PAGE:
The United States men’s national team, for the first time since 1986, will not qualify for the World Cup in 2018. They lost to Trinidad and Tobago on the road on Tuesday night, and coupled with wins by Honduras and Panama, dropped out of all CONCACAF qualifying places.
Two fluky goals from Trinidad were what did it. First, a cross deflected off the shin of US center back Omar Gonzalez and drifted over the top of an increasingly unathletic Tim Howard and into the corner, putting the hosts up 2-0. In the 37th-minute, Alvin Jones (brother of Joevin, Seattle Sounders’ left back) ripped a knuckling screamer over 30 yards away that beat a helpless Howard, putting the US in a shocking early hole.
Still, Costa Rica and Mexico were leading or in the process of tying Panama and Honduras, who both needed to win in order to eliminate the US. Not all hope seemed lost, and things got better when Christian Pulisic fired one into the roof of the net just after halftime to cut the deficit in half.
Clint Dempsey was on, Benny Feilhaber eventually came on, and the US desperately pushed for an equalizer, which would have qualified them regardless of other results. Then Honduras bizarrely came back from a 2-1 deficit against Mexico to go up 3-2, dropping the US to a playoff spot against Australia. As Bruce Arena’s men continued to search — hitting the post and forcing a number of big saves — Panamanian center back Roman Torres (of the Sounders in MLS) charged forward against Costa Rica and notched a last-second winner, with the final whistle in Trinidad officially signalling outright disaster for the USMNT.
I don’t have some grand post-mortem, because I can’t immediately pinpoint a huge number of factors in this epic failure. Reasons are vague and scarce. You can argue the players didn’t perform up to par, which is mostly true, and you can argue that Arena didn’t do enough as manager, which is also a legitimate argument.
But the players generally weren’t that bad, and Arena did a lot of things correctly (very similar to how I and many others would have done them). We shouldn’t pretend this is some huge indictment of systematic failures, or that the entire system should be torn down. We should rue the struggles of the previous regime (i.e. Jurgen Klinsmann), which obviously set them back from the beginning, we should give the players their share of criticism (which I’m sure they themselves will recognize), and we should try to look to the future, which is bright.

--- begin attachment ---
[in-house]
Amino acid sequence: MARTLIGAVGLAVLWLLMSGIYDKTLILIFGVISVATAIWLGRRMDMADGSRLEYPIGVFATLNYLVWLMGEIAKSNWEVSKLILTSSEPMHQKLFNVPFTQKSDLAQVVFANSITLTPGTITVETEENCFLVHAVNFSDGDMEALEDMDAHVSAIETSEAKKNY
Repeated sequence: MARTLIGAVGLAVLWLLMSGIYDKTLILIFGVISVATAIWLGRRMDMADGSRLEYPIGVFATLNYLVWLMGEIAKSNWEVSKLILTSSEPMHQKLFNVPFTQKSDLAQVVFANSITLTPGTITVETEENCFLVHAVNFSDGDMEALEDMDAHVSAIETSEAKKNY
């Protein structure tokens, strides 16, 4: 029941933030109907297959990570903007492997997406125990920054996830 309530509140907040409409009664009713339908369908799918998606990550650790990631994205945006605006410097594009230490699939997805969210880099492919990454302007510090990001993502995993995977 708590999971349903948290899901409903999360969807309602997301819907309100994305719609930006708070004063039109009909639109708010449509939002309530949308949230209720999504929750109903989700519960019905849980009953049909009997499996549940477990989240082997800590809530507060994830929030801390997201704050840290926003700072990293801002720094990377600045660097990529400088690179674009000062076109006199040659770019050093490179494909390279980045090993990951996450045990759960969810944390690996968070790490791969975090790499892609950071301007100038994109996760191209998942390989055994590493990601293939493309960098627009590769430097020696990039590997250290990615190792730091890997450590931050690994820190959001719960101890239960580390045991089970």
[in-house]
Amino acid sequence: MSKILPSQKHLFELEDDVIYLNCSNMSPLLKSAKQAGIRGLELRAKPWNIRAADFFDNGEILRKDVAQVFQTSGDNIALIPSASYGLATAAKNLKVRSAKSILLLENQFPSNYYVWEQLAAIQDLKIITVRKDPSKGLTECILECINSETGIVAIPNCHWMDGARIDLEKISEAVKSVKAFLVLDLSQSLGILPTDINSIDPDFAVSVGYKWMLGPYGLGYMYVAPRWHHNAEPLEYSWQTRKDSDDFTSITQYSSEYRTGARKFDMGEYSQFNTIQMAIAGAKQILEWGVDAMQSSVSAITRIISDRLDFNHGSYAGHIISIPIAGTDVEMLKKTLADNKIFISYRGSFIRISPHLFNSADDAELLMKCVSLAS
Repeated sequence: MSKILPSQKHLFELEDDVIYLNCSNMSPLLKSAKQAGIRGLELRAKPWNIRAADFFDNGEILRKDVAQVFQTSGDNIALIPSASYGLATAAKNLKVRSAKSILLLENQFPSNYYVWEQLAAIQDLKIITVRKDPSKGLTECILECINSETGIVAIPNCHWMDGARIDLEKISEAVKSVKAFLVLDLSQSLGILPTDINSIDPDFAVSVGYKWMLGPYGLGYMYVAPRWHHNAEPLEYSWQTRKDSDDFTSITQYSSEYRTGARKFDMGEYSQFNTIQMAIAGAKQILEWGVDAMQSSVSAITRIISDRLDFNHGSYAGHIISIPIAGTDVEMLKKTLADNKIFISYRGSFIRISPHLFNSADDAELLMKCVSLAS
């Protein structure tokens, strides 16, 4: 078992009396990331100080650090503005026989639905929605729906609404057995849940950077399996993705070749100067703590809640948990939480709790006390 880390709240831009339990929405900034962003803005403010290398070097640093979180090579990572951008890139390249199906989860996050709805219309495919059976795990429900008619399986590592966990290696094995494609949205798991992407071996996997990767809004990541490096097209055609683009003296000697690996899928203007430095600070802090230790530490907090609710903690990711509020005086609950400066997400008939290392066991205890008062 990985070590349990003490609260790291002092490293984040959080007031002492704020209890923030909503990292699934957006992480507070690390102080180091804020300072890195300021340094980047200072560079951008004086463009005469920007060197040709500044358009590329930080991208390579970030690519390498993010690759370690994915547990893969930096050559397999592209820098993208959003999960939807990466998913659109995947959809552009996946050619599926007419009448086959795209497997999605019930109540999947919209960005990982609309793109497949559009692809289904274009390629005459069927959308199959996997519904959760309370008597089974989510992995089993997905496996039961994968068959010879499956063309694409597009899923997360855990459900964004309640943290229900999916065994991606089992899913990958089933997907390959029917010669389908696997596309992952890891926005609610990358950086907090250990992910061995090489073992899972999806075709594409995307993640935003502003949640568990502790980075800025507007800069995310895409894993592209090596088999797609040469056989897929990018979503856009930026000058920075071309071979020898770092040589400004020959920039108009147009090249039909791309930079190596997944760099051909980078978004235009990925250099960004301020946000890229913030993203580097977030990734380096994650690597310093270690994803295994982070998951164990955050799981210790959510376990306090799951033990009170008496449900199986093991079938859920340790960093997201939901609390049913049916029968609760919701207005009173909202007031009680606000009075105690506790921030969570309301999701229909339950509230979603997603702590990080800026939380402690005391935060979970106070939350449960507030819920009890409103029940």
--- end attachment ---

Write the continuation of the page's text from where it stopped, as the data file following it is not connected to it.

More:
This is a cycle that will go down in the history of American soccer as an opportunity hugely wasted. The first World Cup opportunity for the 19-year-old wonderkid Pulisic will go to naught, and a squad with arguably the best depth of any in this national team’s history will not get the chance to improve upon a generally impressive World Cup 2014 performance. This is very bad, even if I guess we can take solace in the Weston McKennies and the Tyler Adamses who will be the stars of the 2022 cycle.
Arena’s time as coach will also almost certainly be up, so his replacement a discussion for another day. Be sure not to put a ton of blame on Major League Soccer, the vastly growing domestic league that probably will see some flack from some whackjobs on the fringes of the sport in this country. They have done a lot of things right and have been absolutely massive for the development of the USMNT and American soccer in general.
For right now, we can feel sorry for ourselves. You’re allowed, without having to immediately start playing the blame game. Sometimes there is no obvious answer. Bad things happen, and you have to move on. There are a lot of good people in US Soccer, and those people have done a whole lot of good for the sport in this country. Things are working well. Do not blow it up.
Hopefully, we’ll be fine. Hopefully, MLS will continue thriving, and we will continue to produce talented domestic players. I have confidence, and I hope you do too.